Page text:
Well, to be more accurate, I put a selected part of it in the oven.
I have a HP Laserjet 2015dn in my office that is used as the main network printer. It's a couple of years old now and it gave pretty good service. It was an absolute joy to install in Ubuntu. Totally plug and play. No issues at all.
From the beginning, once a month or so, it would seemingly drop off the network. No biggie, I would just unplug and replug the network cable or sometimes power it off and back on and it would be fine for another month.
Well, over time (about 2 years), it started to do this a few times a month, then once a week and finally several times a day.
I googled around for some insight and discovered that the main circuit boards on these printers were made in China instead of Japan. They suffered from cold solder joints that give the exact symptoms I was encountering.
The fix is to "bake" the main PCB in the oven. No kidding! You remove the main board from the left side of the printer and after preheating my toaster oven to 350 degrees F, I placed the board, component side up, on a couple of screws through the mounting holes to act as a standoff, on a cookie sheet and baked it for 9 minutes. It is then removed carefully and allowed to cool for a few hours.
I figured I had nothing to lose as the printer had become almost unusable anyway.
Well, after reassembly, it has functioned perfectly for over a month now. Of course it does smell a bit like chocolate chip cookies, but I can live with that.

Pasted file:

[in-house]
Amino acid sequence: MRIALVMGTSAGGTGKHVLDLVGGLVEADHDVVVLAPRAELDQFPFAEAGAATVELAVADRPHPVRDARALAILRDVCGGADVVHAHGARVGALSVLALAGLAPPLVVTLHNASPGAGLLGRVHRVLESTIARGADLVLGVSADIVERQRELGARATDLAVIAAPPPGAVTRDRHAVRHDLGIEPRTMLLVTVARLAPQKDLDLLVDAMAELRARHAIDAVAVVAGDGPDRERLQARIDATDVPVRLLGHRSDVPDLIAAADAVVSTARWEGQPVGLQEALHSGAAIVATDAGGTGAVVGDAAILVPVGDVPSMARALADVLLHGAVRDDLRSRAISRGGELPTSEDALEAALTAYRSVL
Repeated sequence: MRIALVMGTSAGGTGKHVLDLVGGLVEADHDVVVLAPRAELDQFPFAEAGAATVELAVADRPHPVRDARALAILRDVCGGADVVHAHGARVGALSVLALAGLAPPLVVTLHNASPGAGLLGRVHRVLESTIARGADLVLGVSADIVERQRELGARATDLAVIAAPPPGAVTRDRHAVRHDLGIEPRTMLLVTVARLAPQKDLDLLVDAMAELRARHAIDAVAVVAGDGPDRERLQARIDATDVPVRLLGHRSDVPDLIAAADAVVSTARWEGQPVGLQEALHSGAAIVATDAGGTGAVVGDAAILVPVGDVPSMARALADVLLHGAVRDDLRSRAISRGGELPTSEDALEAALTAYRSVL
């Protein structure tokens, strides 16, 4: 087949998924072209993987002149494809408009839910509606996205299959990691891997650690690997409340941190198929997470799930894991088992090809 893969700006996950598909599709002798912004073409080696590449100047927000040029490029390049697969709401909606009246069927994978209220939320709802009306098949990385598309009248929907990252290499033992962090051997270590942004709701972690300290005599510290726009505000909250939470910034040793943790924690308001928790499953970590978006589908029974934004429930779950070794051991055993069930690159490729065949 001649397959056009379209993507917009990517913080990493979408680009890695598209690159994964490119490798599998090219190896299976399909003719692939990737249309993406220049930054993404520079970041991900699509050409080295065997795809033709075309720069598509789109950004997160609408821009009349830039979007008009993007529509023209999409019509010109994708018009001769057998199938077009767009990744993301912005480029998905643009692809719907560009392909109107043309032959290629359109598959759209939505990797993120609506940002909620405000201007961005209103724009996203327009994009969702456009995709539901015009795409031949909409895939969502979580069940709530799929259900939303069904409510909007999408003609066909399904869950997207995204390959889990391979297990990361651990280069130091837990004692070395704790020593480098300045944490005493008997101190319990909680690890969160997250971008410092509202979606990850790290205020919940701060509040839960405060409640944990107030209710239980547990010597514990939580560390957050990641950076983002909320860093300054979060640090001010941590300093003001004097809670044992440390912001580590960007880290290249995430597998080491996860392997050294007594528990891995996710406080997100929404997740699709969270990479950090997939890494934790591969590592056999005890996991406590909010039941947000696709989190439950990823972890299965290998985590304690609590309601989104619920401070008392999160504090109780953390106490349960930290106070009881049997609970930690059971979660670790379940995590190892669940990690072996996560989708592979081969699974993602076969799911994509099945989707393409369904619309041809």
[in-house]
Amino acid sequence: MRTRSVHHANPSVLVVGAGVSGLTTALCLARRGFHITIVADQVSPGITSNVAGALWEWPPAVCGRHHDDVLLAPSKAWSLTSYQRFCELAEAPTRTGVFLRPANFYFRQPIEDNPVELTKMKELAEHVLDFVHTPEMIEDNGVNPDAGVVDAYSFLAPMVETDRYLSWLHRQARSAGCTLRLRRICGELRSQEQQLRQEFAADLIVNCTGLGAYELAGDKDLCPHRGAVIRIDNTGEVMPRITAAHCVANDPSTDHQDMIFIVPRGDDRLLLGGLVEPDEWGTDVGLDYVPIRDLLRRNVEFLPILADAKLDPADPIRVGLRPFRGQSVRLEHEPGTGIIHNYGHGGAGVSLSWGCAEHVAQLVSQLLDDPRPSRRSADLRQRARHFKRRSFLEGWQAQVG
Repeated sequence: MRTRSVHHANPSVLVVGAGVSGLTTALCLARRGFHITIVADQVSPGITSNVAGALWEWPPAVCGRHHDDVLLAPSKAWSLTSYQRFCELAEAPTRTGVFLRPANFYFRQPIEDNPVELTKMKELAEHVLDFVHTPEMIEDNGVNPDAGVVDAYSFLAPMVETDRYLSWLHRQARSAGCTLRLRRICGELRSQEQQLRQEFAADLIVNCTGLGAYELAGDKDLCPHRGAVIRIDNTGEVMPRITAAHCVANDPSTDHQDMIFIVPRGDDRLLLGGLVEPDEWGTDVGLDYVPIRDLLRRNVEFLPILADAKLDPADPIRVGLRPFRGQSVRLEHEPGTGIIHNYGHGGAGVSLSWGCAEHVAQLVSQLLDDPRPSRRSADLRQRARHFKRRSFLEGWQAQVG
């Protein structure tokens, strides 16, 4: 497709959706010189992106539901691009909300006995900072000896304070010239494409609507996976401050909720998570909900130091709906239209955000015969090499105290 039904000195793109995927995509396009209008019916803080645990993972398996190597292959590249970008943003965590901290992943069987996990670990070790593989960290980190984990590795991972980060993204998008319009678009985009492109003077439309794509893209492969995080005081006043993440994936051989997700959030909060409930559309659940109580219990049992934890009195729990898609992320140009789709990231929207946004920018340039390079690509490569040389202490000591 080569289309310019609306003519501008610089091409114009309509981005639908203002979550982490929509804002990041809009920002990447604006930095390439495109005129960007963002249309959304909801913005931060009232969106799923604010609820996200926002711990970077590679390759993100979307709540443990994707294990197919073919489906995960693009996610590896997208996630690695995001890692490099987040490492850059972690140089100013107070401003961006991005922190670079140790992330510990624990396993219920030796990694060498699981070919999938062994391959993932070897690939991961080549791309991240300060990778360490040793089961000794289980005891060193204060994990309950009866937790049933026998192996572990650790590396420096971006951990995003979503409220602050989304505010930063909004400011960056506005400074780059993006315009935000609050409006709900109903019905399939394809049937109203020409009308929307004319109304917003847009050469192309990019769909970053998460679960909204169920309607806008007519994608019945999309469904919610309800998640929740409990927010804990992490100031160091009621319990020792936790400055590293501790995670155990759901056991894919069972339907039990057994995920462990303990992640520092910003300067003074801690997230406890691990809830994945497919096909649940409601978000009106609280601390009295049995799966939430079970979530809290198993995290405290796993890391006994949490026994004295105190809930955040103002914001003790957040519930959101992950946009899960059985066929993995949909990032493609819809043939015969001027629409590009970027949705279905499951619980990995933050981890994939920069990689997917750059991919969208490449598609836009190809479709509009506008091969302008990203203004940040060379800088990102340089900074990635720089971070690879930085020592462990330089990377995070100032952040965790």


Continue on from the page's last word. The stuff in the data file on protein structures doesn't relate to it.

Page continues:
I have since read that the cold solder joint problem is fairly common and people have been trying this trick on video cards, network cards, etc. with fair success. If it worked fine and became flaky and you are sure it's not a driver issue and you don't mind possibly toasting (literally) the part, it may be worth a try.
Consider this a last resort on hardware that you would have to replace anyway.
1) I take no responsibility for your crispy components.
2) Proceed at your own risk.
3) Your mileage may vary.
4) Objects in mirror are closer then they appear.
5) Honestly, officer, it was a total accident. I was just standing there holding my knife and this guy came running around the corner and ran into the knife. Backwards. Ten times. Honest....
If anyone else has success (or failure) stories about baking computer components, post them here.